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Duke University Chapel. Photo: Lance King/Getty Images

More than a dozen business schools and some of Wall Street’s biggest firms are converging for the next two days at Duke University to discuss the business effects of climate change.

Why it matters: This conference is being billed as the first to bring together students from a range of business schools to address the issue. That reflects both how climate change is becoming more of a tangible business concern and that younger people care more about it than older generations.

“This summit is not about politics. It’s not about policy. It’s about which businesses and investors will successfully navigate a more turbulent future because they’ve identified these risks and adapted accordingly—and which will be left flat-footed.”
— Daniel Vermeer, professor at Duke University's Fuqua School of Business

Gritty details:

  • More than 150 students and 80 other attendees are expected to attend this inaugural conference at Duke’s business school in Durham, N.C.
  • JPMorgan Chase is a lead sponsor, and other big-name Wall Street firms sending speakers include Goldman Sachs, Morgan Stanley and Lazard. Another sponsor is Equinor (formerly Statoil), a particularly progressive oil company when it comes to climate change.
  • Many of the sessions will be live-streamed here beginning at 5:30pm ET today.

What’s next: It’s not that big, yet, but its organizers intend for it to grow as it rotates to other business schools in future years.

Go deeper

Ina Fried, author of Login
1 hour ago - Technology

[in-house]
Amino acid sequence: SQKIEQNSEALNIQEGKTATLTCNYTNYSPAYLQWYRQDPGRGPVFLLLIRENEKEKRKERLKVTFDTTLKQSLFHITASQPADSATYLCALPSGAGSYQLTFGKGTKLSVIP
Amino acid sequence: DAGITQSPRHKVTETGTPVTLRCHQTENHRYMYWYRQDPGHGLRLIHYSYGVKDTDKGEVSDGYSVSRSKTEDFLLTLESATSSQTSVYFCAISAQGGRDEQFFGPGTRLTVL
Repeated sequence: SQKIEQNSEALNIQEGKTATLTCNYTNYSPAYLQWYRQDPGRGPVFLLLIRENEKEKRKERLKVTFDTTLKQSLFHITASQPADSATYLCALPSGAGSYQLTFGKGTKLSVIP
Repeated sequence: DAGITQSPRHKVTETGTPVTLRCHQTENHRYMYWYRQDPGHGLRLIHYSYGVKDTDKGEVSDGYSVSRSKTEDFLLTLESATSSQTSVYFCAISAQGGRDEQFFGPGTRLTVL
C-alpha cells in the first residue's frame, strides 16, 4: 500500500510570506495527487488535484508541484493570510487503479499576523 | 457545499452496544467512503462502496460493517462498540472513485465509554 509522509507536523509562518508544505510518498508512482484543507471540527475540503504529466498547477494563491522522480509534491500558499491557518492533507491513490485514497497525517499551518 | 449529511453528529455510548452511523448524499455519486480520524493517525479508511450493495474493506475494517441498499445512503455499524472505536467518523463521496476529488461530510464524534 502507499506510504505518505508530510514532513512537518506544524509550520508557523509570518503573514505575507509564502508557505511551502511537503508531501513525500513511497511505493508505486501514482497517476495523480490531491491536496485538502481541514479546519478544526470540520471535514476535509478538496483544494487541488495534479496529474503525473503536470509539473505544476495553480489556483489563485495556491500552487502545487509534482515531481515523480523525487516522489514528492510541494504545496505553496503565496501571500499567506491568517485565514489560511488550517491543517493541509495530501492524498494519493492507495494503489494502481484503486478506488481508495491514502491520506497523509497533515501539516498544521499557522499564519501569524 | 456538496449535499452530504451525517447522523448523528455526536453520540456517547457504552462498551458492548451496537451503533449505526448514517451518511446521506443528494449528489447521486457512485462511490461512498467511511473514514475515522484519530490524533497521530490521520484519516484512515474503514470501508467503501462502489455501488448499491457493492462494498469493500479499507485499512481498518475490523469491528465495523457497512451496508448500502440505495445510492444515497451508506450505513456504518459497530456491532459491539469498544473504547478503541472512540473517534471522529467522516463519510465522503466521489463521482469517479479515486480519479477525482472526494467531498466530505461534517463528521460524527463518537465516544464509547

Scoop: Google is investigating the actions of another top AI ethicist

Google CEO Sundar Pichai. Photo by Mateusz Wlodarczyk/NurPhoto via Getty Images

Google is investigating recent actions by Margaret Mitchell, who helps lead the company's ethical AI team, Axios has confirmed.

Why it matters: The probe follows the forced exit of Timnit Gebru, a prominent researcher also on the AI ethics team at Google whose ouster ignited a firestorm among Google employees.

3 hours ago - Politics & Policy

Scoop: Joe Biden's COVID-19 bubble

Photo illustration: Aïda Amer/Axios. Photo: Joe Raedle/Getty Images

The incoming administration is planning extraordinary steps to protect its most prized commodity, Joe Biden, including requiring daily employee COVID tests and N95 masks at all times, according to new guidance sent to some incoming employees Tuesday.

Why it matters: The president-elect is 78 years old and therefore a high risk for the virus and its worst effects, despite having received the vaccine. While President Trump's team was nonchalant about COVID protocols — leading to several super-spreader episodes — the new rules will apply to all White House aides in "high proximity to principals."

Justice Department drops insider trading inquiry against Sen. Richard Burr

Sen. Richard Burr (R-N.C.) walking through the Senate Subway in the U.S. Capitol in December 2020. Photo: Stefani Reynolds/Getty Images

The Department of Justice told Sen. Richard Burr (R-N.C.) on Tuesday that it will not move forward with insider trading charges against him.

Why it matters: The decision, first reported by the New York Times, effectively ends the DOJ's investigation into the senator's stock sell-off that occurred after multiple lawmakers were briefed about the coronavirus' potential economic toll. Burr subsequently stepped down as chair of the Senate Intelligence Committee.